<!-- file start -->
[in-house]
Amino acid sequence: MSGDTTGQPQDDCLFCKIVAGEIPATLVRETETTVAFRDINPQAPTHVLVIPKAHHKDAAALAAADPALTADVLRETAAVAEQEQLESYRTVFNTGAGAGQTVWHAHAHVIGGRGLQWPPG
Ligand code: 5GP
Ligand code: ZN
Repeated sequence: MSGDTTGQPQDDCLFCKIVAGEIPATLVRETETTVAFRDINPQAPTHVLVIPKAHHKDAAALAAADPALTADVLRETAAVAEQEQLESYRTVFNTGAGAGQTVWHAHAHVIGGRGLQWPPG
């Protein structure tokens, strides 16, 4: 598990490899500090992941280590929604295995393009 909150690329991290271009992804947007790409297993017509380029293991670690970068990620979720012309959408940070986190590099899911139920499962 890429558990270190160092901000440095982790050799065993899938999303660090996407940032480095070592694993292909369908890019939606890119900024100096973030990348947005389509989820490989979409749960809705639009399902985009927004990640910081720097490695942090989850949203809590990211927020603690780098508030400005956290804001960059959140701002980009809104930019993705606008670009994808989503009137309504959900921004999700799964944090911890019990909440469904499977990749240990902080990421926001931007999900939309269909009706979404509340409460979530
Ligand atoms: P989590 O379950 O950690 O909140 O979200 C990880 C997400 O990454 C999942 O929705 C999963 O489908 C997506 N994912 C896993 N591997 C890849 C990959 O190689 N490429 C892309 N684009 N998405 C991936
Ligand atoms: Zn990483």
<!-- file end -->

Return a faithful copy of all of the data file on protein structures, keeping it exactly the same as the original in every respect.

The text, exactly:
[in-house]
Amino acid sequence: MSGDTTGQPQDDCLFCKIVAGEIPATLVRETETTVAFRDINPQAPTHVLVIPKAHHKDAAALAAADPALTADVLRETAAVAEQEQLESYRTVFNTGAGAGQTVWHAHAHVIGGRGLQWPPG
Ligand code: 5GP
Ligand code: ZN
Repeated sequence: MSGDTTGQPQDDCLFCKIVAGEIPATLVRETETTVAFRDINPQAPTHVLVIPKAHHKDAAALAAADPALTADVLRETAAVAEQEQLESYRTVFNTGAGAGQTVWHAHAHVIGGRGLQWPPG
């Protein structure tokens, strides 16, 4: 598990490899500090992941280590929604295995393009 909150690329991290271009992804947007790409297993017509380029293991670690970068990620979720012309959408940070986190590099899911139920499962 890429558990270190160092901000440095982790050799065993899938999303660090996407940032480095070592694993292909369908890019939606890119900024100096973030990348947005389509989820490989979409749960809705639009399902985009927004990640910081720097490695942090989850949203809590990211927020603690780098508030400005956290804001960059959140701002980009809104930019993705606008670009994808989503009137309504959900921004999700799964944090911890019990909440469904499977990749240990902080990421926001931007999900939309269909009706979404509340409460979530
Ligand atoms: P989590 O379950 O950690 O909140 O979200 C990880 C997400 O990454 C999942 O929705 C999963 O489908 C997506 N994912 C896993 N591997 C890849 C990959 O190689 N490429 C892309 N684009 N998405 C991936
Ligand atoms: Zn990483």